Cheeses can be paired with fruits and wines, which give it a reputation for more romantic picnics. It can also be paired with low-salt crackers breads. It’s a good idea to keep the cheese unsliced. Remember to bring a knife exclusively for cheese along. For some types of hard cheese, however, you may not need the knife, as you can pre-slice it into thick slabs that people can easily break bits off from.

Corn on the Cob
corn

Corn on the cob should be a no-brainer, right? However, there are ways that you can spice up corn for a picnic. With the classic grilled corn on the cob, you can use olive oil rather than butter when brushing the corn on the grill. You may wish to serve the corncobs whole, or cut them in half for children and for more manageability.

Alternatively, you can choose to prepare the corn at home by cutting it off from the cob after grilling, then mixing it with tomato slices and a pinch of pepper. You can add fruit like avocado to this mix – use vinaigrette of lime juice and olive oil to prevent the avocado from browning. Others may choose to add bacon or ham bits, or even go full veggie with cilantro or lettuce.

Chicken
chicken

Chicken in all its preparations are a staple of picnics. But chicken, particularly fried preparations can get messy to eat, and while that may be part of the fun, it can be an issue when you only have paper towels with you. For picnics, chicken can be added to potato salads as a shredded add-on to the dressing. Otherwise, baked chicken is a better deal for ease and neatness. You can marinade the chicken pieces in honey and orange juice for a tangy flavor. If you prefer, you can simply combine crushed potato chips, flour, some pepper and paprika as a mixture to roll buttered chicken pieces in before going into the oven at 375 degrees for about 30 minutes to an hour, depending on how large your pieces are.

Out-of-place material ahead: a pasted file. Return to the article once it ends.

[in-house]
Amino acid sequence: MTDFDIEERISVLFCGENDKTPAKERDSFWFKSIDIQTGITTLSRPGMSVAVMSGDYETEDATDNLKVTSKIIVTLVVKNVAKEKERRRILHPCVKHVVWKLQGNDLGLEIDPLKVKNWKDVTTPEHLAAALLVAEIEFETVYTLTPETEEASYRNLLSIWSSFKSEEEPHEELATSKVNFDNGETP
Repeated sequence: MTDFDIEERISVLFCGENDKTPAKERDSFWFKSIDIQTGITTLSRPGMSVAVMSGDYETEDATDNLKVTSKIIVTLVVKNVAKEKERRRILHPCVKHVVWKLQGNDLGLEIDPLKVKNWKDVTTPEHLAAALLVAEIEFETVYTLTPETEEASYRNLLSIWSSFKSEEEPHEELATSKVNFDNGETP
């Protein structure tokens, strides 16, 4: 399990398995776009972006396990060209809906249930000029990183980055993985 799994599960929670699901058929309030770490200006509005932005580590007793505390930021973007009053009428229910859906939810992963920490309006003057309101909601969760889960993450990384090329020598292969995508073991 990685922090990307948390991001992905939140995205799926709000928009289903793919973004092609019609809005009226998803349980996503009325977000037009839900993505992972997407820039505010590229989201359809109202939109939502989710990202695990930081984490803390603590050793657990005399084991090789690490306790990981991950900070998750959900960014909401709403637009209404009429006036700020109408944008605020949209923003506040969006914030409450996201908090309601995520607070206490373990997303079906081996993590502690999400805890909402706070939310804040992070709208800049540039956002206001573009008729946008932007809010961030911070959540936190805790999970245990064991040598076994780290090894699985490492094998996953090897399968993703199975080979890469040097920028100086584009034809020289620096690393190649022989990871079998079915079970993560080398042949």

Smoked Salmon
salmon

Add a touch of class to your picnic with smoked salmon slices. There are many ways to prepare salmon for a picnic, but here’s one of the easiest: for a smoked salmon sandwich, all you have to do is lay some slices of salmon, dill, and cucumber on a bed of cream cheese, then season liberally with pepper. Do remember to spread some cream cheese on the top slice of the sandwich as well.

Kitchen Advice:

As with all things, the best way to try out which combination work for you is to try them out first at home – invite some friends along for a backyard picnic, or even an informal “recipe test” picnic, so in the future, you can be sure that your picnic spreads will be the envy of many.